Course Hero. "Dennis v. United States Study Guide." Course Hero. 13 Dec. 2019. Web. 25 Jan. 2022. <https://www.coursehero.com/lit/Dennis-v-United-States/>.
Course Hero. (2019, December 13). Dennis v. United States Study Guide. In Course Hero. Retrieved January 25, 2022, from https://www.coursehero.com/lit/Dennis-v-United-States/
(Course Hero, 2019)
Course Hero. "Dennis v. United States Study Guide." December 13, 2019. Accessed January 25, 2022. https://www.coursehero.com/lit/Dennis-v-United-States/.
Course Hero, "Dennis v. United States Study Guide," December 13, 2019, accessed January 25, 2022, https://www.coursehero.com/lit/Dennis-v-United-States/.
One of the bases for the contention that the means which Congress has employed are invalid takes the form of an attack on the face of the statute on the grounds that, by its terms, it prohibits academic discussion of the merits of Marxism-Leninism .... The very language of the Smith Act negates the interpretation which petitioners would have us impose on that Act. It is directed at advocacy, not discussion.
In this majority opinion the Court is asserting that one of the basic aspects of the petitioners' case—that the Smith Act is so broad as to bar even the discussion of seemingly subversive texts and ideas—is incorrect. The Court clarifies that their reading is based on Smith's barring of advocacy rather than simply talking about it. This is an important distinction, but one that would seem to discredit the case against the petitioners because they were found only to have used texts related to communism rather than advocating for violent revolution as it was alleged that they wanted.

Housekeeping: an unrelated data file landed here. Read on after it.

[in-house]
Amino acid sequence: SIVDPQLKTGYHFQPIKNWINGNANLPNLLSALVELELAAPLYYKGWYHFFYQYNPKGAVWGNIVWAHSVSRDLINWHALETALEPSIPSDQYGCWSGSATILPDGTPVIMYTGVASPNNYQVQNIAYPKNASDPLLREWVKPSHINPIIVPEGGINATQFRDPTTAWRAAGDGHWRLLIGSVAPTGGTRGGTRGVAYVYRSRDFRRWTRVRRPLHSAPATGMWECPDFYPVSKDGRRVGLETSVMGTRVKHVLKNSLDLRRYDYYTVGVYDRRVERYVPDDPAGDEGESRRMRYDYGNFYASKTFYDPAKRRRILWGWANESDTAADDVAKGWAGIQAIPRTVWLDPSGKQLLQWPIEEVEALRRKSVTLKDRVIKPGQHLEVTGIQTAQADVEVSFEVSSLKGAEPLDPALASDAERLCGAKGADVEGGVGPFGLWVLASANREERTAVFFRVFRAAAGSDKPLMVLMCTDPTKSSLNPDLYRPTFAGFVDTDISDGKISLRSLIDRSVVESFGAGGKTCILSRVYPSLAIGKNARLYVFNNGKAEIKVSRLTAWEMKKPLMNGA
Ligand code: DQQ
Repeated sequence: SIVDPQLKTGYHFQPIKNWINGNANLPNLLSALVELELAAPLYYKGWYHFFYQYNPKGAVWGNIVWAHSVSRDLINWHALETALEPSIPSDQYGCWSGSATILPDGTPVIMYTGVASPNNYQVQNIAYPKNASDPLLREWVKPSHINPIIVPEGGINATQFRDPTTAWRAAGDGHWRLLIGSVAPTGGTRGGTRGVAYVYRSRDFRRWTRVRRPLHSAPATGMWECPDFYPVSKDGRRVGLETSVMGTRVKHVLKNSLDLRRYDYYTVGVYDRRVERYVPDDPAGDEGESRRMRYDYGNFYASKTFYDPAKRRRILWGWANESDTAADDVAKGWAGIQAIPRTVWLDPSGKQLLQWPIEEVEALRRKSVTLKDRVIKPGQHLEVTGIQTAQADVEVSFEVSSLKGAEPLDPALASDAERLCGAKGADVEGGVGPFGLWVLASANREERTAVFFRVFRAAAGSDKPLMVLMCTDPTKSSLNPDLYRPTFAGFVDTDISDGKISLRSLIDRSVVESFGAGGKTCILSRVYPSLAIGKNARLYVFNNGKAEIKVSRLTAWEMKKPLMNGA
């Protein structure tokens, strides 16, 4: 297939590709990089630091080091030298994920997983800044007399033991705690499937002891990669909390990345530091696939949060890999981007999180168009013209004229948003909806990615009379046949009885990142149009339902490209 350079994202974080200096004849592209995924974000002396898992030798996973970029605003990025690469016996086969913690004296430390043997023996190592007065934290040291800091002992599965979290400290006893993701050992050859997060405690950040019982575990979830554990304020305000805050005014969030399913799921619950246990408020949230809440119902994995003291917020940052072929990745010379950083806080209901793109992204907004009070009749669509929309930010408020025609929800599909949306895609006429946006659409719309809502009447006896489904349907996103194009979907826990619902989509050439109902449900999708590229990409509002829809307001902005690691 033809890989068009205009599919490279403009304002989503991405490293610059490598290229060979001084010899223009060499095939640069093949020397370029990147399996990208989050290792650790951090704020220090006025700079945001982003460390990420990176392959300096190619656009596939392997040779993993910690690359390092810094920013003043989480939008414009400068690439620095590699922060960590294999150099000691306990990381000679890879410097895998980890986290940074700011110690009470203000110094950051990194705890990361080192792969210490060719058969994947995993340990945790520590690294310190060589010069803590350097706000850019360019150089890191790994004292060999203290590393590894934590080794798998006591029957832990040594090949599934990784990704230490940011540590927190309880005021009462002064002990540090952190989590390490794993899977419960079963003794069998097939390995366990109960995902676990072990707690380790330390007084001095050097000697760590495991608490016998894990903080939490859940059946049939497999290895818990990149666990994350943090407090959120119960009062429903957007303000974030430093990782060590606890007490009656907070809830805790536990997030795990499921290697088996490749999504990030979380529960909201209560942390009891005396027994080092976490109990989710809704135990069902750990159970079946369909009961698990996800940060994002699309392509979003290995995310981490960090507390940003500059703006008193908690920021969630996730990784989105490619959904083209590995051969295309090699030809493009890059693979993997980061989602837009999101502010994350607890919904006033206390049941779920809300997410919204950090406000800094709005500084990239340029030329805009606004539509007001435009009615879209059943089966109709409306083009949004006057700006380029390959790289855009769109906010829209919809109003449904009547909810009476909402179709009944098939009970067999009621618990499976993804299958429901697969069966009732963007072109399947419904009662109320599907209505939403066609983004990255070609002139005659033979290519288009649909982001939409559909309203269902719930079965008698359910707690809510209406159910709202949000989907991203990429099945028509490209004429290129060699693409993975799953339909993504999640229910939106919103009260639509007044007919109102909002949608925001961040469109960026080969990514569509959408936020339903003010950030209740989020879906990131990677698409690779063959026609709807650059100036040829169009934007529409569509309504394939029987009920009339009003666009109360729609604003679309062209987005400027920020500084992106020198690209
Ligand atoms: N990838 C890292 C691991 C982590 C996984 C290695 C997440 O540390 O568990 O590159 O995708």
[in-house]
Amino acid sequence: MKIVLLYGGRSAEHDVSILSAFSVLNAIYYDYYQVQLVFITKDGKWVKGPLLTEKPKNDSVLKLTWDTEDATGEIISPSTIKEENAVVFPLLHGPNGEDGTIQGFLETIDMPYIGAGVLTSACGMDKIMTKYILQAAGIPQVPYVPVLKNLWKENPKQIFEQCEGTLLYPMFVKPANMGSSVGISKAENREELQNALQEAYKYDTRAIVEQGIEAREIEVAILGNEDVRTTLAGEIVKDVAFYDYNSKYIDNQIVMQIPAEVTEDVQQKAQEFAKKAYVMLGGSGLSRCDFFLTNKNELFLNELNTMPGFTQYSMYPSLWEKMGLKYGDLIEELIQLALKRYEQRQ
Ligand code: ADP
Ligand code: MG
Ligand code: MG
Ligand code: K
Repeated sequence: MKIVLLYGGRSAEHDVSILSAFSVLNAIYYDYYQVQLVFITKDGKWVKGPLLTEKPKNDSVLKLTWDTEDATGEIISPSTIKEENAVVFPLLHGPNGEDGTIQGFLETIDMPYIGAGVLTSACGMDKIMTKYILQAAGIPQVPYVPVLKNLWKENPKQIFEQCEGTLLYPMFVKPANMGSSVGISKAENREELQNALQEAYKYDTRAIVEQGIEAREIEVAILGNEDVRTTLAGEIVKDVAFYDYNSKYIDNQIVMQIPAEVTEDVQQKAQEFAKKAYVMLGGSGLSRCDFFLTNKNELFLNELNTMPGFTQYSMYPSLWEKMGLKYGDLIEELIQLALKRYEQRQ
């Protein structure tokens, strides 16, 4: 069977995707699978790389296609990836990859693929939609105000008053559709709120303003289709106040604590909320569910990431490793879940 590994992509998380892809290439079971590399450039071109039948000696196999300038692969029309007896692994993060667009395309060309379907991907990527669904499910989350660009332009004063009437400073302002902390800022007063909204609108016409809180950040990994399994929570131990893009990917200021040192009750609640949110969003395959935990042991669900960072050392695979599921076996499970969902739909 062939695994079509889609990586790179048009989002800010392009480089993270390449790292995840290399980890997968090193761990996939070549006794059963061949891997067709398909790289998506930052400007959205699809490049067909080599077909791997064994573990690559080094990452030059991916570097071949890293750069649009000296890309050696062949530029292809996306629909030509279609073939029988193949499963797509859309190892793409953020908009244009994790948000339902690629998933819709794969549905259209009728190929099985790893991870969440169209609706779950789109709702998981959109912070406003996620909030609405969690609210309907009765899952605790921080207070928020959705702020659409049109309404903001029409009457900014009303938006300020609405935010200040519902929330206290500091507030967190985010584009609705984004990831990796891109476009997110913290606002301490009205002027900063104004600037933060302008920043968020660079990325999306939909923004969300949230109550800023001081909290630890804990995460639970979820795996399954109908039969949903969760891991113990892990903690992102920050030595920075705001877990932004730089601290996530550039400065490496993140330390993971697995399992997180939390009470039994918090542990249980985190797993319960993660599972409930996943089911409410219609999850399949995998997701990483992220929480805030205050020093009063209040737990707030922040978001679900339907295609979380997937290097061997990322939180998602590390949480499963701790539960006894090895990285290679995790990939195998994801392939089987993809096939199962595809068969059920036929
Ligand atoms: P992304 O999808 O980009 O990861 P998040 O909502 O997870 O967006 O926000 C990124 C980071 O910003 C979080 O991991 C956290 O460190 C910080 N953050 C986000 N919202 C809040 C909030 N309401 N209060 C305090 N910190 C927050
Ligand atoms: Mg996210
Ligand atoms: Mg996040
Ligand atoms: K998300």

The obvious purpose of the statute is to protect existing Government not from change by peaceable, lawful and constitutional means, but from change by violence, revolution, and terrorism. That it is within the power of the Congress to protect the Government of the United States from armed rebellion is a proposition which requires little discussion.
This passage clarifies the role of the Smith Act as being aimed at defending the state against violent overthrow rather than from democratic forms of change. Here the Court also asserts that the need for and legality of Congress' role in protecting the government is beyond question. By doing so, the Court is aligning communism and the specifics of the Dennis case with "violence, revolution, and terrorism," and framing it as being at odds with "peaceable, lawful, and constitutional" change.
Certainly an attempt to overthrow the Government by force, even though doomed from the outset because of inadequate numbers or power of the revolutionists, is a sufficient evil for Congress to prevent.